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40 politely-worded templates to get invoices paid

How to write a demand letter for outstanding debt | Chaser

How to write a demand letter for outstanding debt | Chaser

Is there anything worse than having a client who just won't pay? You do all this work for them and then… nothing! Doing a job costs you money and you have your own obligations to meet. We don't need to tell you why not getting paid is stressful!

Fortunately, the debt collection process gives you options. There is action and when you need to, you should take it.

If you've had enough of chasing up a bad debtor, you've come to the right place. This article will explain how to write a demand letter – or write what we will refer to as a "demand letter" or "payment demand letter." You'll learn what such a letter is, the evidence it should contain, and when you should file a case against a client or customer in court.

What is a formal demand letter for payment?

What exactly is a demand-for-payment letter? Essentially, it's when you present someone with evidence and a written request to pay the money owed. Anyone can send a demand-for-payment letter, so if someone owes you money, you have the right to ask for that payment without involving a lawyer (at least, not at first).

However, many businesses choose to have formal correspondence written up by their paid legal representative. It is generally perceived that letters written by professionals carry more weight. And, a demand letter for payment is a way of proving that you are serious and willing to take the matter further if necessary.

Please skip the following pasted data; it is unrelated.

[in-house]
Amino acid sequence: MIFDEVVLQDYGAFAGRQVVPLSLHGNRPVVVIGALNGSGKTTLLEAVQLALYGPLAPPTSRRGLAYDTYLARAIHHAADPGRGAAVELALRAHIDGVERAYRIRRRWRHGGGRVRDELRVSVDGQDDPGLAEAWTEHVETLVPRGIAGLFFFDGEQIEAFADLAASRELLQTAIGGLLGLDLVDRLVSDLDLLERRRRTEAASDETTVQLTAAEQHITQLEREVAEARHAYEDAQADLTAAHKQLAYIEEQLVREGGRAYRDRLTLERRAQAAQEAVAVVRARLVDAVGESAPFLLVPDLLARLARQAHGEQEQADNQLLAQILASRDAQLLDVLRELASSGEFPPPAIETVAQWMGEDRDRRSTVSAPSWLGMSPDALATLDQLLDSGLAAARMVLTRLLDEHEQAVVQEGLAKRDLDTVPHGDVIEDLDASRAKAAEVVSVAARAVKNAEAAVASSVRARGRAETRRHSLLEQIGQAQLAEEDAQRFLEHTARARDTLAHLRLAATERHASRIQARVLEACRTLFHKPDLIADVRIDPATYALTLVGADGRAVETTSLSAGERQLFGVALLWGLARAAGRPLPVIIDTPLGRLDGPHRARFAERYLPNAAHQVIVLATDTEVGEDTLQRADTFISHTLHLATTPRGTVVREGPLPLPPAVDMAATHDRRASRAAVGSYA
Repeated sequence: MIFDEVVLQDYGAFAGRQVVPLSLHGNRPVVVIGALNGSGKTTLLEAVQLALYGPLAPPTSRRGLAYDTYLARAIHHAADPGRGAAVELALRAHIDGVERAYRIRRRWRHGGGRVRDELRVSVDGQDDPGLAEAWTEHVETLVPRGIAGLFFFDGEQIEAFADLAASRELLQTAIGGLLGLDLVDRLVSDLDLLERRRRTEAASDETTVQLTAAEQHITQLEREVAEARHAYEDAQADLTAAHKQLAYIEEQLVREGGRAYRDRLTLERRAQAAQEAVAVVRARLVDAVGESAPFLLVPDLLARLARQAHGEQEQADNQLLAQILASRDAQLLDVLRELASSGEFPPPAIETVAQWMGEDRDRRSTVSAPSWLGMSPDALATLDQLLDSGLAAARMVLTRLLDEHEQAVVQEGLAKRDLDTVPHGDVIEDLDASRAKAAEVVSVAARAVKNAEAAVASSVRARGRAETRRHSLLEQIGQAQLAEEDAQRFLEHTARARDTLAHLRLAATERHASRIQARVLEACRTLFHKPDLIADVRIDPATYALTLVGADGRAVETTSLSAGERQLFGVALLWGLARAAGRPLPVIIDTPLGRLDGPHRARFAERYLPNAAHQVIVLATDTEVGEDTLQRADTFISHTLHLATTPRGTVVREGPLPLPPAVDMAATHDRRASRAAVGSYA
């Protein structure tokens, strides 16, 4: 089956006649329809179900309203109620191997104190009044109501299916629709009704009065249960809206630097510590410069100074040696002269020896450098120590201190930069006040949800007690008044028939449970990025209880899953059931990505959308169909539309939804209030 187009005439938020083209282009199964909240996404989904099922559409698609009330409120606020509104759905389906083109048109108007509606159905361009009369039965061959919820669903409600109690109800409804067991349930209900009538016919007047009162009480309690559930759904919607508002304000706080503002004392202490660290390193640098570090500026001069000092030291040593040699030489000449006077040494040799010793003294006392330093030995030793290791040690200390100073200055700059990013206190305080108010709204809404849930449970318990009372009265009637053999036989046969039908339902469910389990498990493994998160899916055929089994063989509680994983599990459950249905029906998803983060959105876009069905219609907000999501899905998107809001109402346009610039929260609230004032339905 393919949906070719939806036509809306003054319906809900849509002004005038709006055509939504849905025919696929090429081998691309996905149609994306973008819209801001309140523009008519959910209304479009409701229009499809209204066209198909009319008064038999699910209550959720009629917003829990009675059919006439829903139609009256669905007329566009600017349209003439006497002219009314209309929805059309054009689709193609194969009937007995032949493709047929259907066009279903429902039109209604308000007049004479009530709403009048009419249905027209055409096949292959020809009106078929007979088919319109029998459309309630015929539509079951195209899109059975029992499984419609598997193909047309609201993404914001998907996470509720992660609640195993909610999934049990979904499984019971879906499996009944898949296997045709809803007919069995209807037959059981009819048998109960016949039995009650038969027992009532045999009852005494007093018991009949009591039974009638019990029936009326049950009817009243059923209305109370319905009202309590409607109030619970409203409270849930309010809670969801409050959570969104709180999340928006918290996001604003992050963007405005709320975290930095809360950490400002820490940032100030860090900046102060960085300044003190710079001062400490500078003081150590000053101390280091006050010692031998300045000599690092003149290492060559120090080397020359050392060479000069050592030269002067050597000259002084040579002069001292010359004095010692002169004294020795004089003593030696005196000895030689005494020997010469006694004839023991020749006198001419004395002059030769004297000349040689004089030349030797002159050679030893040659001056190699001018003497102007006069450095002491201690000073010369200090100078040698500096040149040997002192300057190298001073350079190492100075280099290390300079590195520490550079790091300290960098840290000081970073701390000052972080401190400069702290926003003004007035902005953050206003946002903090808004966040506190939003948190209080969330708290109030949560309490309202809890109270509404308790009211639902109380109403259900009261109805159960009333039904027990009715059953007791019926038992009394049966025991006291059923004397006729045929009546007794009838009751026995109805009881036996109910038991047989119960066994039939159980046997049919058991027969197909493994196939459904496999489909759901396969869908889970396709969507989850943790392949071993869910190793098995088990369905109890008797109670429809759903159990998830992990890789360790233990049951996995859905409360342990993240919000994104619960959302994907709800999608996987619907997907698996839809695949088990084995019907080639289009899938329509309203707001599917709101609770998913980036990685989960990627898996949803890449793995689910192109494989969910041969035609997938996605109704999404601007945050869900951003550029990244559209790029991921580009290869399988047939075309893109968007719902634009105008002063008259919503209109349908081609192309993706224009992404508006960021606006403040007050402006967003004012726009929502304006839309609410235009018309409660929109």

How it works

For example, you should only send the recipient a formal demand letter for payment once you have already sent multiple requests and reminders in writing. The demand-for-payment letter comes after you have made every effort to reach the other party.

Once the debtor receives the demand letter for payment, they have twenty-one days to make the payment or contact you to negotiate a payment arrangement. If you don't receive a response, that's when you're likely to need legal advice on the best way forward.

You could seek mediation, or if you really have to, you could take the matter to a full court or small claims court. That should only be an absolute last resort though. The court process can be long and difficult.

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What are the benefits of a formal demand for payment letter?

The benefits of a formal demand-for-payment letter are considerable.

Collect debt owned

The main benefit of a demand letter is that it helps you collect money owed to you without having to go through the hassle of filing in court. The recipient should take the notice seriously and take steps to repay any debt owed.

Low cost

A demand letter is also a low-cost strategy. It is often as simple as sending an email or putting a letter in the post. It is not expensive, like filing a lawsuit or accepting a settlement. A proper demand for payment simply asks the client or customer to pay you by the deadline.

Record evidence

Demand letters are also extremely valuable because they provide evidence of money paid to you. Having a document setting out the payment history with the recipient can assist in any future lawsuit.

Clarify your deadline for money owed

Demand for payment letters also states when clients and customers must pay their debt before you will file a lawsuit in court. Once they are in receipt of the document, there is no longer any ambiguity.

How to write demand letters